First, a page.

Last Monday, FIA was asked to weigh in on the Israel Folau saga. As you may know, the sports star had his contract torn up by Rugby Australia in late May after posting controversial comments on his Instagram page. He then launched a GoFundMe campaign to raise funds so he could mount a legal defence against his former employer. This divided the country and caused a media uproar. It ended with GoFundMe taking down his page, citing a breach of its ‘terms and conditions’ as the reason.
I gave interviews on regional ABC Radio in Victoria and NSW, as well as comment for Pro Bono Australia. While I couldn’t comment on Folau’s individual circumstances, I did talk about the need for donors to take care when considering crowdfunding appeals as they are often from individuals, not registered charities.
I also discussed how traditional charities like our members are safer bets for donating as they operate under proper governance structures and are registered with the Australian Charities and Not-for-profits Commission so listeners could be assured of their legitimacy, as well as having the benefits of a tax deduction.
I appreciated the chance to talk about fundraising and offer some advice to listeners. It is encouraging that mainstream media outlets are increasingly turning to FIA for comment when issues arise.
I’m in London this week to attend the Institute of Fundraising’s annual convention where I will be interested in hearing how the General Data Protection Regulation, a unified regulation in the European Union to deal with consumer data protection, has affected fundraising. For Australians, it’s essential to understand how the GDPR applies to businesses outside the EU, including charities. While the GDPR protects the personal data of those who live in the EU, in the digital era that information can be collected and used by organisations outside Europe. So, if an Australian charity receives a donation from an EU citizen, it could be subject to the GDPR regime.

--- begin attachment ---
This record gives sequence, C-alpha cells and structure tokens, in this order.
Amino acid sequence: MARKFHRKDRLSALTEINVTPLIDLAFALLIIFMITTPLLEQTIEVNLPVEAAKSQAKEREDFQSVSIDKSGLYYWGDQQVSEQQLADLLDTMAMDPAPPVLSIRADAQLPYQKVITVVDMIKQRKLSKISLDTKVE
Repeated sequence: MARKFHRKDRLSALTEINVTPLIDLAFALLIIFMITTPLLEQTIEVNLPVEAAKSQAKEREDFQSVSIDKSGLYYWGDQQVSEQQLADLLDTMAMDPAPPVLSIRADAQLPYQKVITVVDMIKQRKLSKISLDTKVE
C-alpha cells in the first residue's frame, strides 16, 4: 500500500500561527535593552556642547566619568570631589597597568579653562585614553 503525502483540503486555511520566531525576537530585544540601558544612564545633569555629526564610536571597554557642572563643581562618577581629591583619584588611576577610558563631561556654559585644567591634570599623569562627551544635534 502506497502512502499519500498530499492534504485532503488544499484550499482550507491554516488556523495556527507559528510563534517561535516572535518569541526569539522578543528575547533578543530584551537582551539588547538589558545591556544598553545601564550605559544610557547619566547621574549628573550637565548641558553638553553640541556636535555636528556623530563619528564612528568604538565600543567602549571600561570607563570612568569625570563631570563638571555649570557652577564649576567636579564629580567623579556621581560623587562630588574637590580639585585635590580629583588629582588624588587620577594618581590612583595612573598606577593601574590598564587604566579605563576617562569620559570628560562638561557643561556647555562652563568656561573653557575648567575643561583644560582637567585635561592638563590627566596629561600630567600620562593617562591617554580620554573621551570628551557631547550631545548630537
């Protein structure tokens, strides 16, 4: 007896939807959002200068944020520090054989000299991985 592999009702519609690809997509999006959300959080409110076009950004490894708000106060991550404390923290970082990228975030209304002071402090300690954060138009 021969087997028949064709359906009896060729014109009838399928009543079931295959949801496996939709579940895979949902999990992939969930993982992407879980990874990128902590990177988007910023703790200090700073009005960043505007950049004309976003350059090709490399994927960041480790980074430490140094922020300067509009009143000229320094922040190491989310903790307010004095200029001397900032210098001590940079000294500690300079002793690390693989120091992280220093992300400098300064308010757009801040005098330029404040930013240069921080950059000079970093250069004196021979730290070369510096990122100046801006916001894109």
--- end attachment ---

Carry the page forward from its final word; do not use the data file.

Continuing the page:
It will also be useful to discover new speakers we might bring to our conference in the coming years and see how I can work with my counterparts from across the world on fundraising issues at the global level.
Shortly after I return from the UK, I have a meeting scheduled with Kevin Anderson, the new NSW minister responsible for fundraising issues. Mr Anderson comes from Tamworth where he has been an active supporter of FIA members like the Salvation Army and Ronald MacDonald House.
I will be urging him to hold fast to the previously announced fundraising reform schedule which would see red tape slashed from the start of 2020. I’m particularly interested in that bugbear of all FIA members: the need to get approvals for and report on each and every appeal and campaign!
Following recent Victoria, NSW and federal elections, we have focused our lobbying effort around a two-year timeframe for national harmonisation, as recommended by the Senate Select Committee in February. We are urging all Australian governments to commit to this timetable at the next meeting where ministers responsible for fundraising meet – the Consumer Affairs Forum – which is slated for August. I will keep you posted on that conversation.
Chief Executive Officer